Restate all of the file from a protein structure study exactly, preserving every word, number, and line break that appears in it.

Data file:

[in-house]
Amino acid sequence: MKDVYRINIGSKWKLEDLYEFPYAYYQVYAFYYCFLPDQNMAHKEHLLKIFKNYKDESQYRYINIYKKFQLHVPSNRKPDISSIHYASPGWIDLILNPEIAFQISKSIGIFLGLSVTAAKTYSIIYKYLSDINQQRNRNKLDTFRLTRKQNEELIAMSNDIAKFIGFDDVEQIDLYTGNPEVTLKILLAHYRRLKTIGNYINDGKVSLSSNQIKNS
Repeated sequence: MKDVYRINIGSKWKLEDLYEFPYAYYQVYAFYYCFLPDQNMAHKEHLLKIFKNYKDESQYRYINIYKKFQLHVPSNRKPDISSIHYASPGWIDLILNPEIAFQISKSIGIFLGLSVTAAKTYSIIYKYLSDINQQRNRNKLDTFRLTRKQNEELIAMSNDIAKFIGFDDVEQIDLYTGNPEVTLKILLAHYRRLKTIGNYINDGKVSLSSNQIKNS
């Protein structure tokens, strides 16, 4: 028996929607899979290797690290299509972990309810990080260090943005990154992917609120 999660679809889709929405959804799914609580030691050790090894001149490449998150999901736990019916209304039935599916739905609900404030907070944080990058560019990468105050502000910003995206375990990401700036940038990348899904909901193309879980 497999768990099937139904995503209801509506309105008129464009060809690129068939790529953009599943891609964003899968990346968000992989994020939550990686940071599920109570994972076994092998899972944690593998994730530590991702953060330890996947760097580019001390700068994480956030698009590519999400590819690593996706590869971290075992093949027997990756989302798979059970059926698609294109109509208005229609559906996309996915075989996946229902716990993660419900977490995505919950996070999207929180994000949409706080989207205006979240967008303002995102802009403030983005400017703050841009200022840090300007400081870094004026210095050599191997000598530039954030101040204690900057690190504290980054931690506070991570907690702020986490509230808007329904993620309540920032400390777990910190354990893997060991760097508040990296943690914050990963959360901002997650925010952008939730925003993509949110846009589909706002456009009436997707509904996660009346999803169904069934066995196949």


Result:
[in-house]
Amino acid sequence: MKDVYRINIGSKWKLEDLYEFPYAYYQVYAFYYCFLPDQNMAHKEHLLKIFKNYKDESQYRYINIYKKFQLHVPSNRKPDISSIHYASPGWIDLILNPEIAFQISKSIGIFLGLSVTAAKTYSIIYKYLSDINQQRNRNKLDTFRLTRKQNEELIAMSNDIAKFIGFDDVEQIDLYTGNPEVTLKILLAHYRRLKTIGNYINDGKVSLSSNQIKNS
Repeated sequence: MKDVYRINIGSKWKLEDLYEFPYAYYQVYAFYYCFLPDQNMAHKEHLLKIFKNYKDESQYRYINIYKKFQLHVPSNRKPDISSIHYASPGWIDLILNPEIAFQISKSIGIFLGLSVTAAKTYSIIYKYLSDINQQRNRNKLDTFRLTRKQNEELIAMSNDIAKFIGFDDVEQIDLYTGNPEVTLKILLAHYRRLKTIGNYINDGKVSLSSNQIKNS
């Protein structure tokens, strides 16, 4: 028996929607899979290797690290299509972990309810990080260090943005990154992917609120 999660679809889709929405959804799914609580030691050790090894001149490449998150999901736990019916209304039935599916739905609900404030907070944080990058560019990468105050502000910003995206375990990401700036940038990348899904909901193309879980 497999768990099937139904995503209801509506309105008129464009060809690129068939790529953009599943891609964003899968990346968000992989994020939550990686940071599920109570994972076994092998899972944690593998994730530590991702953060330890996947760097580019001390700068994480956030698009590519999400590819690593996706590869971290075992093949027997990756989302798979059970059926698609294109109509208005229609559906996309996915075989996946229902716990993660419900977490995505919950996070999207929180994000949409706080989207205006979240967008303002995102802009403030983005400017703050841009200022840090300007400081870094004026210095050599191997000598530039954030101040204690900057690190504290980054931690506070991570907690702020986490509230808007329904993620309540920032400390777990910190354990893997060991760097508040990296943690914050990963959360901002997650925010952008939730925003993509949110846009589909706002456009009436997707509904996660009346999803169904069934066995196949």